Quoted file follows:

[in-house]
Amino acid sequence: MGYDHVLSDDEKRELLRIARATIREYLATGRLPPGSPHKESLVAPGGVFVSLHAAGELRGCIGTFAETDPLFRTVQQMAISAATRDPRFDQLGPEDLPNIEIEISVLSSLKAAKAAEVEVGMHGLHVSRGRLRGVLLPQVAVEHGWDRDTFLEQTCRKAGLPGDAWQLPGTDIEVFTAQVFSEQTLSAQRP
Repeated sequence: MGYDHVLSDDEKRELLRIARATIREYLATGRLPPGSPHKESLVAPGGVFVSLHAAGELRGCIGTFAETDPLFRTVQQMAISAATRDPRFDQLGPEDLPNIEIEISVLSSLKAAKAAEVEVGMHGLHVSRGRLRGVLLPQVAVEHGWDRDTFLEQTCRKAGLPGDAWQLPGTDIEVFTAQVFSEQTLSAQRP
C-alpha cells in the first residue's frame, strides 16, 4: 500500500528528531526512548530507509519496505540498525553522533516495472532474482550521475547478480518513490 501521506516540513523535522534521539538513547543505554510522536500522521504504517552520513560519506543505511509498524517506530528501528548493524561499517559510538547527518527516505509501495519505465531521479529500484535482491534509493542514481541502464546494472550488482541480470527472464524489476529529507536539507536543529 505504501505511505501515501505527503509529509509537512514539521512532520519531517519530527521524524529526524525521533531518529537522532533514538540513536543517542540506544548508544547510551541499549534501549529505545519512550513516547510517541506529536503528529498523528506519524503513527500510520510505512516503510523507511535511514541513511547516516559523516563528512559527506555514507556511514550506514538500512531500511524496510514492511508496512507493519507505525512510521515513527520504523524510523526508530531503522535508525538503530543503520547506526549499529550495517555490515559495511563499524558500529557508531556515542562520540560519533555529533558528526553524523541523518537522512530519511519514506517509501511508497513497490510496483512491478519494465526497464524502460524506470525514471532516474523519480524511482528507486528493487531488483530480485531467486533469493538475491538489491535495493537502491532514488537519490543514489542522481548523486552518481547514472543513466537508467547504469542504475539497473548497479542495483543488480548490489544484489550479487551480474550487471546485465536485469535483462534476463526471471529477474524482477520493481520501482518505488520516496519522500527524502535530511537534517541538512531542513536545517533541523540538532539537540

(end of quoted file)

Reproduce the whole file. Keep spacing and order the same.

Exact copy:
[in-house]
Amino acid sequence: MGYDHVLSDDEKRELLRIARATIREYLATGRLPPGSPHKESLVAPGGVFVSLHAAGELRGCIGTFAETDPLFRTVQQMAISAATRDPRFDQLGPEDLPNIEIEISVLSSLKAAKAAEVEVGMHGLHVSRGRLRGVLLPQVAVEHGWDRDTFLEQTCRKAGLPGDAWQLPGTDIEVFTAQVFSEQTLSAQRP
Repeated sequence: MGYDHVLSDDEKRELLRIARATIREYLATGRLPPGSPHKESLVAPGGVFVSLHAAGELRGCIGTFAETDPLFRTVQQMAISAATRDPRFDQLGPEDLPNIEIEISVLSSLKAAKAAEVEVGMHGLHVSRGRLRGVLLPQVAVEHGWDRDTFLEQTCRKAGLPGDAWQLPGTDIEVFTAQVFSEQTLSAQRP
C-alpha cells in the first residue's frame, strides 16, 4: 500500500528528531526512548530507509519496505540498525553522533516495472532474482550521475547478480518513490 501521506516540513523535522534521539538513547543505554510522536500522521504504517552520513560519506543505511509498524517506530528501528548493524561499517559510538547527518527516505509501495519505465531521479529500484535482491534509493542514481541502464546494472550488482541480470527472464524489476529529507536539507536543529 505504501505511505501515501505527503509529509509537512514539521512532520519531517519530527521524524529526524525521533531518529537522532533514538540513536543517542540506544548508544547510551541499549534501549529505545519512550513516547510517541506529536503528529498523528506519524503513527500510520510505512516503510523507511535511514541513511547516516559523516563528512559527506555514507556511514550506514538500512531500511524496510514492511508496512507493519507505525512510521515513527520504523524510523526508530531503522535508525538503530543503520547506526549499529550495517555490515559495511563499524558500529557508531556515542562520540560519533555529533558528526553524523541523518537522512530519511519514506517509501511508497513497490510496483512491478519494465526497464524502460524506470525514471532516474523519480524511482528507486528493487531488483530480485531467486533469493538475491538489491535495493537502491532514488537519490543514489542522481548523486552518481547514472543513466537508467547504469542504475539497473548497479542495483543488480548490489544484489550479487551480474550487471546485465536485469535483462534476463526471471529477474524482477520493481520501482518505488520516496519522500527524502535530511537534517541538512531542513536545517533541523540538532539537540